Fur Harvesters Auction Results a positive sign

Scanning through the recent fur auction results from North Bay, it would appear that things may be on the rebuild for the Fur Industry.

 

As some of you may, or may not know the bottom had fallen out of the fur industry several years ago in many areas. Fisher, Otter, Beaver, Mink and other furs were hit hard by poor demand and bitterly low average prices.

 

According the January 9th Auction results, however, it would appear that the market is headed for a slight rebuild. The Beaver average is up to $18.30 for the eastern section, with encouraging 100% sold. Although not huge compared to $60 averages in the beaver hay days, it is still a far cry from an early season average of around $8.

 

Fisher and Otter are still seeing relatively low averages ($33.50 & $40 respectively) yet are a slight improvement over previous sale.

 

So, what does this mean to the layman on the street?

 

Well, the fur auction prices are, in my opinion, a good indicator of world climate and fur industry outlook. Prices reflect world demands for different Canadian fur, so when demand is down – for a multitude of reasons – Canadian trappers and the Fur Industry as a whole certainly feel the crunch.

 

According to Fur Harvesters of North Bay, January’s buying strength came from China and Greece, and they expect the market will continue to strengthen as most of Europe and Asia is experiencing very cold weather, combined with the growing Chinese economy which is also driving sales!

 

This is all positive news for the fur industry.

 

The next major auction offering of wild fur at Fur Harvesters is on February 19th, and I cross my fingers that prices and interest continues to see improvement!

 

Outdoorsguy

6 thoughts on “Fur Harvesters Auction Results a positive sign”

  1. Why do I trap you ask? It keeps me off the couch, in the bush and it makes me sleep good…..and to think some people used to do it for money.

    Thanks for the exposure Jeff.

    Anyone interested in Trapping there’s a workshop (open to the public) scheduled for Feb 6th 2010 in Cambray (Near Lindsay) Come out and learn what it’s all about. And if you’re a PETA member you’re more than welcome provided you can engage in some civil dialogue, otherwise please stay home where ever home is…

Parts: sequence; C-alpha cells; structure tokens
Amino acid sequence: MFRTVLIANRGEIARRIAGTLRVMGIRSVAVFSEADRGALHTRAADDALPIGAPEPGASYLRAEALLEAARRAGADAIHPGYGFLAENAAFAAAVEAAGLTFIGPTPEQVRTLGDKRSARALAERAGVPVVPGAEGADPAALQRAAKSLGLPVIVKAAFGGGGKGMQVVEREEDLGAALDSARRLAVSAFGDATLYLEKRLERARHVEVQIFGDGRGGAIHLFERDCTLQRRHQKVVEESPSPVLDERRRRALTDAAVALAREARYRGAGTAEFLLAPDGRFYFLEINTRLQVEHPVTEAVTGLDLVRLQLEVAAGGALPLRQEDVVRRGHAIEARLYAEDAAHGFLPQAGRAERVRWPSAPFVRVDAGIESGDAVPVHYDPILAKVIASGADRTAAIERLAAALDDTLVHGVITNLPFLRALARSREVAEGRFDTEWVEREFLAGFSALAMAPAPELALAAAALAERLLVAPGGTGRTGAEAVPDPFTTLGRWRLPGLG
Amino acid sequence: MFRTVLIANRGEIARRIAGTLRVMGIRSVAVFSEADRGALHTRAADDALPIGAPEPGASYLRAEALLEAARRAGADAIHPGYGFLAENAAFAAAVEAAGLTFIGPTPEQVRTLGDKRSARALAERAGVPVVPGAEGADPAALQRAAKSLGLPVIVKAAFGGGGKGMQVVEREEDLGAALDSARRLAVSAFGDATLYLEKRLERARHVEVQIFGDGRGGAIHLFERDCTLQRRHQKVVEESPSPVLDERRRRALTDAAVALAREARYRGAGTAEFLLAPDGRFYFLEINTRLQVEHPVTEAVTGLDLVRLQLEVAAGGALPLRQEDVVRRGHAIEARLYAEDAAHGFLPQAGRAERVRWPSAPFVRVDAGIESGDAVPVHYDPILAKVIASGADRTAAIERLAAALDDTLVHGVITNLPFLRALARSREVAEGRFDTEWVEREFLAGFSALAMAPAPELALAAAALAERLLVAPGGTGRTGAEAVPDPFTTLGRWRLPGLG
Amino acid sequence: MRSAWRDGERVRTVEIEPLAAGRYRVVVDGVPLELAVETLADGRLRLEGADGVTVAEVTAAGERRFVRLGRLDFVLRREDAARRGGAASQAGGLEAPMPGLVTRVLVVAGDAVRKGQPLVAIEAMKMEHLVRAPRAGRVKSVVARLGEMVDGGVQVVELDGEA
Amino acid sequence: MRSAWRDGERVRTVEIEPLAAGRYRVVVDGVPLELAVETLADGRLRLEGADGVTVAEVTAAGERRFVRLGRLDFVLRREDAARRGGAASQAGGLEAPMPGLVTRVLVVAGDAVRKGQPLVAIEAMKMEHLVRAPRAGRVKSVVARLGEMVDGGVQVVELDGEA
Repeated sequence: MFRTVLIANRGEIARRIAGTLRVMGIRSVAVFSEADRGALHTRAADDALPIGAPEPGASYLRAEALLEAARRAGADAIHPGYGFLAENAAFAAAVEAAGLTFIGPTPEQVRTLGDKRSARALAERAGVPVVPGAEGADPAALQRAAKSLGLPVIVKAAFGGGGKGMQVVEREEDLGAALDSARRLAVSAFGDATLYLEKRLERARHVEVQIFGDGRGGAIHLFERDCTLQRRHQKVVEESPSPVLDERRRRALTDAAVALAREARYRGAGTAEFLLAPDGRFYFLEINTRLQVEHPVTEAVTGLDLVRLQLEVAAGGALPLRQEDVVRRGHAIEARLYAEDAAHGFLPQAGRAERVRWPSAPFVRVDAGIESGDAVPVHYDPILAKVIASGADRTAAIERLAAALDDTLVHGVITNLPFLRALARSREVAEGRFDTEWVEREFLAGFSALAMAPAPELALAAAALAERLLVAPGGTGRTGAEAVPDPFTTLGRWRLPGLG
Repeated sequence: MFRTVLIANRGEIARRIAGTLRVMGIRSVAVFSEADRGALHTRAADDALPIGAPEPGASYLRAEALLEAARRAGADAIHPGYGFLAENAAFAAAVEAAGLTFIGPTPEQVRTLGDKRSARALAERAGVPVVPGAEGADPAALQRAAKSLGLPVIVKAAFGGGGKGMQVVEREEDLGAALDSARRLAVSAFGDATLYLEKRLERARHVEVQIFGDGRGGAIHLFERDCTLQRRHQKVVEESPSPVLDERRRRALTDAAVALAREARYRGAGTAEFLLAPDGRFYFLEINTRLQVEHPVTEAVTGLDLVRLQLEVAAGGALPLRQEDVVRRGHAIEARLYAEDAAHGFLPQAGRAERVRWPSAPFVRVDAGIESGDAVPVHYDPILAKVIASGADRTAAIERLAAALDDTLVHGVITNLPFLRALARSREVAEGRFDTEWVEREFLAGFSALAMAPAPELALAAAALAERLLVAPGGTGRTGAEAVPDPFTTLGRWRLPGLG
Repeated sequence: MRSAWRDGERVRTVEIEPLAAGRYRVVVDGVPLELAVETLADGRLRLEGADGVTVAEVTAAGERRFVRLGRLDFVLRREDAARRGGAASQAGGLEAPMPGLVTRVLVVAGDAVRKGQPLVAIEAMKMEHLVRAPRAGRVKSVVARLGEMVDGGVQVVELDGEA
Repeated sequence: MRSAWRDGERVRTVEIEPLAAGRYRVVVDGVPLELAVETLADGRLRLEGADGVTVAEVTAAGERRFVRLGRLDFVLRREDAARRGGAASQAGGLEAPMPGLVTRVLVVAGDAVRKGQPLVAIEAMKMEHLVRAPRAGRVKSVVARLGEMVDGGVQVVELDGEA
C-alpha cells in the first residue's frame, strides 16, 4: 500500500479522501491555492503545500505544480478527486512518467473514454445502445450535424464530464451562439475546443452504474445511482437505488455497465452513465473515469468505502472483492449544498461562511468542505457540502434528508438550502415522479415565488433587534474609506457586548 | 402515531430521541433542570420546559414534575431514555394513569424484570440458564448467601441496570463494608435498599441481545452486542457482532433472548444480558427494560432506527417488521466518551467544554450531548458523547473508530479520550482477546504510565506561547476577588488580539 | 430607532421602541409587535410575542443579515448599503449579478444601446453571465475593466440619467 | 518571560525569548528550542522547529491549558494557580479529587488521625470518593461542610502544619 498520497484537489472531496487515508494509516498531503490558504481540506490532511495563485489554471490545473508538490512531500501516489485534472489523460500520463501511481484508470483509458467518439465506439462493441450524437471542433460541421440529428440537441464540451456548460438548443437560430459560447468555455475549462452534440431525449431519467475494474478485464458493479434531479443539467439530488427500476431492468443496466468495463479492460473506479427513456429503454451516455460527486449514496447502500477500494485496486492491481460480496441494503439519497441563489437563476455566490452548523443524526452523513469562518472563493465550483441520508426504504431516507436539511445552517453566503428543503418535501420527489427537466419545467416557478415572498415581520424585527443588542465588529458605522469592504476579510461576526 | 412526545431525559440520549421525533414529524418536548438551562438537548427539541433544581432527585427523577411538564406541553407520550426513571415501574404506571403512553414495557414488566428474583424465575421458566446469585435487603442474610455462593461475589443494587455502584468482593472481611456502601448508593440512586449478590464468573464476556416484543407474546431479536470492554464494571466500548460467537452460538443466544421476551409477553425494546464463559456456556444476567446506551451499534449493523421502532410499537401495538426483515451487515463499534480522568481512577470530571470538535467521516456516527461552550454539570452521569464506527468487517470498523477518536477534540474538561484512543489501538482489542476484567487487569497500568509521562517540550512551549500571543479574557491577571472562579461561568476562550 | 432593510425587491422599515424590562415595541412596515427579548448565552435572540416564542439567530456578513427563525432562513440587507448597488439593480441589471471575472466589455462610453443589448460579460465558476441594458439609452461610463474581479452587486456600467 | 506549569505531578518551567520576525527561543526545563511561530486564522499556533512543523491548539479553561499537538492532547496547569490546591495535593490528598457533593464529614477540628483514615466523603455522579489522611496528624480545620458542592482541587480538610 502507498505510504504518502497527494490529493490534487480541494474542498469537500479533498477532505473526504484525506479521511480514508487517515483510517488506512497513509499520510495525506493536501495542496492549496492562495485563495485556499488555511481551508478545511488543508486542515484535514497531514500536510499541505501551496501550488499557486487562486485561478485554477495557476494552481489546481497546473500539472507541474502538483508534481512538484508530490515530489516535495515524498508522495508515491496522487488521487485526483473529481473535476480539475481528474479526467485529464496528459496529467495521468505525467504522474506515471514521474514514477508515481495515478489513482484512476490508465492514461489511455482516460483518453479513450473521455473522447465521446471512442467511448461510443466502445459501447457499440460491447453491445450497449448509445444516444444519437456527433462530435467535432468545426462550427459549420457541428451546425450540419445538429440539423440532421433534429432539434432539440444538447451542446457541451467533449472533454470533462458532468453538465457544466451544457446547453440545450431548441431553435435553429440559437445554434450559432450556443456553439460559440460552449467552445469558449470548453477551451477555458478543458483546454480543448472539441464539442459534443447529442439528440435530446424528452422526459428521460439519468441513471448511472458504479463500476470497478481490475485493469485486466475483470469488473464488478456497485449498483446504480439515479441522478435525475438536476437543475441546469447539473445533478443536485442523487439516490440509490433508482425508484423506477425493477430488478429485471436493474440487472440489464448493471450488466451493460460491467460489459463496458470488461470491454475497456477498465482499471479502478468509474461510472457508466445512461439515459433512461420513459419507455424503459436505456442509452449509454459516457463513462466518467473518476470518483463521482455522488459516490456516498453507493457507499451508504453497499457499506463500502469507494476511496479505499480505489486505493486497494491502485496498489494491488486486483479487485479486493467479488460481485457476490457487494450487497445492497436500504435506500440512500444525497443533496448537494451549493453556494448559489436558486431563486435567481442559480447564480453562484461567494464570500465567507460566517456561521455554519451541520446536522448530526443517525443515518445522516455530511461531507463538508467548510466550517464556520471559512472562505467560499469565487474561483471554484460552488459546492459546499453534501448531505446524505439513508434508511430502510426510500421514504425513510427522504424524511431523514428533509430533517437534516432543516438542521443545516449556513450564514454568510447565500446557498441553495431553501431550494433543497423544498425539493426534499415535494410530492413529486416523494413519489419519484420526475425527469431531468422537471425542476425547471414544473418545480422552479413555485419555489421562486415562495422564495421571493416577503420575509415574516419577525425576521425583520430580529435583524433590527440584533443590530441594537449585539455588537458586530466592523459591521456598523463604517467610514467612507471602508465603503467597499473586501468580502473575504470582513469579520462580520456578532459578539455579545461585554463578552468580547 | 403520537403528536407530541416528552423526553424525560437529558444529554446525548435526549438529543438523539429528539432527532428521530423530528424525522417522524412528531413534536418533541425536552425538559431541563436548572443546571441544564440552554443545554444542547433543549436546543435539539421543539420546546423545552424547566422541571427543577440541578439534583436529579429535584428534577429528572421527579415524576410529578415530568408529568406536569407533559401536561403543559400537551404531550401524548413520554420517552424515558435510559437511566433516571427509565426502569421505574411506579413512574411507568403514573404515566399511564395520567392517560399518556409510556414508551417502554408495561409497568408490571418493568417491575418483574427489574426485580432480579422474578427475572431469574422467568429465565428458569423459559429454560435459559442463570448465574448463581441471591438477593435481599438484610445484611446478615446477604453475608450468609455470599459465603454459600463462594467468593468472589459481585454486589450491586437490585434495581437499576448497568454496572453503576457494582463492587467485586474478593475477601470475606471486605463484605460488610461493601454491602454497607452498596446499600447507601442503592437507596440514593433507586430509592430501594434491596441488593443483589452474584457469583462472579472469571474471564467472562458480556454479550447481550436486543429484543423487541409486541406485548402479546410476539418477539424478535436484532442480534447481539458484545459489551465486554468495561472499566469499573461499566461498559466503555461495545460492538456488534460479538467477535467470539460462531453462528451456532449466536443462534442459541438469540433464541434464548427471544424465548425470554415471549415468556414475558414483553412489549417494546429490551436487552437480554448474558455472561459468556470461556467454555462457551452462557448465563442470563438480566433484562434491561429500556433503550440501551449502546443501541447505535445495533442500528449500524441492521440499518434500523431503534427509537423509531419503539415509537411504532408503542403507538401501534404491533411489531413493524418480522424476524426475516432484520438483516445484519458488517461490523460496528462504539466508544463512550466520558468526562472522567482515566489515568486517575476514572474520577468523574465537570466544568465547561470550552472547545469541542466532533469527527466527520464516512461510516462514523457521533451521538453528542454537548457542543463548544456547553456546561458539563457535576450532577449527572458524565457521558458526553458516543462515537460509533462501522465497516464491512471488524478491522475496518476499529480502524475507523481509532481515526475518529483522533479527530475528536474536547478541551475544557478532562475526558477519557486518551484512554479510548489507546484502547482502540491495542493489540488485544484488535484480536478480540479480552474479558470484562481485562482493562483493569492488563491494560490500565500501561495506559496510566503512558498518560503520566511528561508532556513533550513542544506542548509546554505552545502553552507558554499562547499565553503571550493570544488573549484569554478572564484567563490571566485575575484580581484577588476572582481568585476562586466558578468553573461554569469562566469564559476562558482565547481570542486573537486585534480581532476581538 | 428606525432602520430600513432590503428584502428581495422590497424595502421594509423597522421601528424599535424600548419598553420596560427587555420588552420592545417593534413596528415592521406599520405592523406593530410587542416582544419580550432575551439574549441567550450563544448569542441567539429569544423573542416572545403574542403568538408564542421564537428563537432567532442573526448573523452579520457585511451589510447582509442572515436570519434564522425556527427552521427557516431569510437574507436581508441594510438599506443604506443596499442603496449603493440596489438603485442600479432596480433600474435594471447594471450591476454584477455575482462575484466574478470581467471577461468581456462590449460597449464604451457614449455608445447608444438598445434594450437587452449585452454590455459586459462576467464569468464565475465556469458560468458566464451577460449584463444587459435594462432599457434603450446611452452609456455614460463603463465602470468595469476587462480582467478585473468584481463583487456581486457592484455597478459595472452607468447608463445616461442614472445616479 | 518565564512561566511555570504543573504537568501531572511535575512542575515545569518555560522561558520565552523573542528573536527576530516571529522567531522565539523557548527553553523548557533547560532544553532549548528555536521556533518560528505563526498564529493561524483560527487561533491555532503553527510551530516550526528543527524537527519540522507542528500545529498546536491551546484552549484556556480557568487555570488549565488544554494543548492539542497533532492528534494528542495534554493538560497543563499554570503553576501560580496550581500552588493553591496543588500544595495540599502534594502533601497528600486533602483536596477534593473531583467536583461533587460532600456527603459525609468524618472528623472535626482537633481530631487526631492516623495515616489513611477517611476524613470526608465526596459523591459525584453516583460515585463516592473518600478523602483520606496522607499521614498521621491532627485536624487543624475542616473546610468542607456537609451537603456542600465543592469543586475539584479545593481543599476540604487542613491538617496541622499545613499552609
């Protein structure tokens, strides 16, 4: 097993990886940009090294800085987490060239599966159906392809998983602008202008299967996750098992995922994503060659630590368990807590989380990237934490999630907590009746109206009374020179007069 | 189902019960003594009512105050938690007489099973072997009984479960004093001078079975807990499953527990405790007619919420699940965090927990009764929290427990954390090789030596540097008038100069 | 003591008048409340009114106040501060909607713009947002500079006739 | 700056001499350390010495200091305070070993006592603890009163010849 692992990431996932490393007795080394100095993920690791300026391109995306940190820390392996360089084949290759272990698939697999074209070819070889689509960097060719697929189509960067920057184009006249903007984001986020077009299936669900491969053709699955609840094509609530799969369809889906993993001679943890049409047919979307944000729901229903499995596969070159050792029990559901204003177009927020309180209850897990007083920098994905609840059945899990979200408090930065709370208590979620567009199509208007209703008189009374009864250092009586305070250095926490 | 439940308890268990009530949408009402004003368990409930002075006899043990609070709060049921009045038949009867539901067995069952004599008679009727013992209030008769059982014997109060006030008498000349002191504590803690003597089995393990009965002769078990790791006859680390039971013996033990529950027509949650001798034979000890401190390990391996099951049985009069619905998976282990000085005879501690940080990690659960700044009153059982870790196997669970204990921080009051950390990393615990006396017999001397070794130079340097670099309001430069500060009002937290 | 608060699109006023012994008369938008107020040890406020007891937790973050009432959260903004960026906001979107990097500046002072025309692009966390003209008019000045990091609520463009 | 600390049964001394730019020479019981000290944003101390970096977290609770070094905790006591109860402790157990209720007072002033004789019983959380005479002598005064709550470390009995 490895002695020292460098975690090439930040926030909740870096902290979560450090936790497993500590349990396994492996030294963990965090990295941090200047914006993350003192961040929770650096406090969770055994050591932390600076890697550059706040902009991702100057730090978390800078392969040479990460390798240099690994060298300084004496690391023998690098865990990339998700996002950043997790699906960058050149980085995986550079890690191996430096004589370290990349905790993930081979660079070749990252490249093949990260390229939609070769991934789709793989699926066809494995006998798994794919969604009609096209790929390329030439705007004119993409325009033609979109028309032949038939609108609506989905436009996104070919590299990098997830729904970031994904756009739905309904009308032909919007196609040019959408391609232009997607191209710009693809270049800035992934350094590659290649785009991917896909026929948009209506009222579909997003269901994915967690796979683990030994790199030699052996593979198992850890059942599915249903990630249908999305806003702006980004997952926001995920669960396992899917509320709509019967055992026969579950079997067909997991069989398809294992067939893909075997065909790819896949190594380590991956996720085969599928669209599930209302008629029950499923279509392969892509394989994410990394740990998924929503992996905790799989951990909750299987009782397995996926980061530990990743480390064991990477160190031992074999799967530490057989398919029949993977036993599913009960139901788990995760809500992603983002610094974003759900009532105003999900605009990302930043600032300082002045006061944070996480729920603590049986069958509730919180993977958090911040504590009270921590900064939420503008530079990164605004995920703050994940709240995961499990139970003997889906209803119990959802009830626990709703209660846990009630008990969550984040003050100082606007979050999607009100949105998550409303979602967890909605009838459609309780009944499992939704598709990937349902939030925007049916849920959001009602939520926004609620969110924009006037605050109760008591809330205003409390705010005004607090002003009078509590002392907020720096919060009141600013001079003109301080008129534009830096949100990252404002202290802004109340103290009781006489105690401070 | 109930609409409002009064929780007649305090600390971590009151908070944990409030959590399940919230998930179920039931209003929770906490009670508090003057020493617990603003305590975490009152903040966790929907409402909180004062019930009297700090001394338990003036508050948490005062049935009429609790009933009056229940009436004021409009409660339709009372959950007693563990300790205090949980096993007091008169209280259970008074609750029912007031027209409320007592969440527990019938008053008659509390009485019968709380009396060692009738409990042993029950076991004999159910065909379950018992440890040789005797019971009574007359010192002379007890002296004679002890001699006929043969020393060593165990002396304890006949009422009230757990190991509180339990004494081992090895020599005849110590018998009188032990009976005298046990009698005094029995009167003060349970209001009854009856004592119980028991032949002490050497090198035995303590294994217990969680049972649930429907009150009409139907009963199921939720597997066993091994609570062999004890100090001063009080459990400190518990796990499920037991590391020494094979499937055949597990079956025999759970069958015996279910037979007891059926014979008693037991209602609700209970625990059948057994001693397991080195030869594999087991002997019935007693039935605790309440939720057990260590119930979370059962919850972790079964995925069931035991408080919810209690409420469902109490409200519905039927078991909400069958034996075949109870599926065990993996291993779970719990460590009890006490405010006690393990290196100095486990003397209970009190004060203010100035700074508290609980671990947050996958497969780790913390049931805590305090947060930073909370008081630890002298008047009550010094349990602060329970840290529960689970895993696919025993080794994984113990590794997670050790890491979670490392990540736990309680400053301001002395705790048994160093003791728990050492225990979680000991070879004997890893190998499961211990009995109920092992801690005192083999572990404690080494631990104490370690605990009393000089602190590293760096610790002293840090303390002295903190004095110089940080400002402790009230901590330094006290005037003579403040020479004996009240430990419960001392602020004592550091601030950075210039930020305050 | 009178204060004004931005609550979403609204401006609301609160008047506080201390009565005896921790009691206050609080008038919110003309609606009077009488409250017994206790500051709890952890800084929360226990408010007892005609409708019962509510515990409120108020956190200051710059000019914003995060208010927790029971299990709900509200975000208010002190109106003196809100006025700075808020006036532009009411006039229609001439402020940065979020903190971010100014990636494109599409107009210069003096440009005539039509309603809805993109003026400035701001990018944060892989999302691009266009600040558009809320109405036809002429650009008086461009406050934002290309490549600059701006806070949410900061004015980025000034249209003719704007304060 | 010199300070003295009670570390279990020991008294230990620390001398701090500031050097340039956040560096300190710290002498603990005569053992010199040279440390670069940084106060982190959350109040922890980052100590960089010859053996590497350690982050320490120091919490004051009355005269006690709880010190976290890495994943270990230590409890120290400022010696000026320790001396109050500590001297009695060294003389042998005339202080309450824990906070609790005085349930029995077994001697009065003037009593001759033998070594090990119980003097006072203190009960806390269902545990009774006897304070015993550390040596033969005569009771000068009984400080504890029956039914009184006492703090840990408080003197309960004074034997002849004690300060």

2. Dear friend
    If you think these is a positive sign I don’t ever want to see a down slide.
    I have to go 93 miles with a sled to my cabin so I can trap; average -30 there is a lot of expenses and time. $51.00 average per marten does not nearly do it.

  3. Dear potlicker
    You are so right. The poeple in the fur business don’t have an idea how much passion and effort go’s in to trapping. If they think they do I would like to swap places, let them go and check traps at -43 with windshield. Like you said, 150km with a sled is a heck of a long way if you run into trouble. Just to people that hate trappers. If it wasn’t for the trappers the animals would get diseases. We make sure the population stays good.

    1. To trapper jack & potlicker, my point of this article was to show that prices are somewhat on the increase as apposed to 25 years ago when trappers could barely get $15 average for a blanket beaver. Trust me, I spent my fair share of time on the trapline over the years and understand the hours of hard-work involved.

      Between public opinion and the animal rights people over the years..we must take any small positives we can get in this industry; even if its only in the form of slight increase in demand at the fur market.

      Outdoorsguy

  4. To Jeff Morrison,in1980s to 1997 marten prices were $80.00 to $90.00 average.
    And gas prices were 35 cents a litre cost of living was a lot lower too.

    1. Potlicker & trapper jack, it really goes without saying that our best trapper days (and prices) are behind us. Thing is, if we don’t celebrate even the small victories now; like a surge in sagging prices in North Bay, all will be lost and ‘they’ will continue to win the battle!

      There are MANY MANY more people in Canada who oppose what we do than those actively involved in the fur trade, and the antis win yet another victory (& eventually the war) if we start battling amongst ourselves.

      Good luck and keep the faith!

      Outdoorsguy

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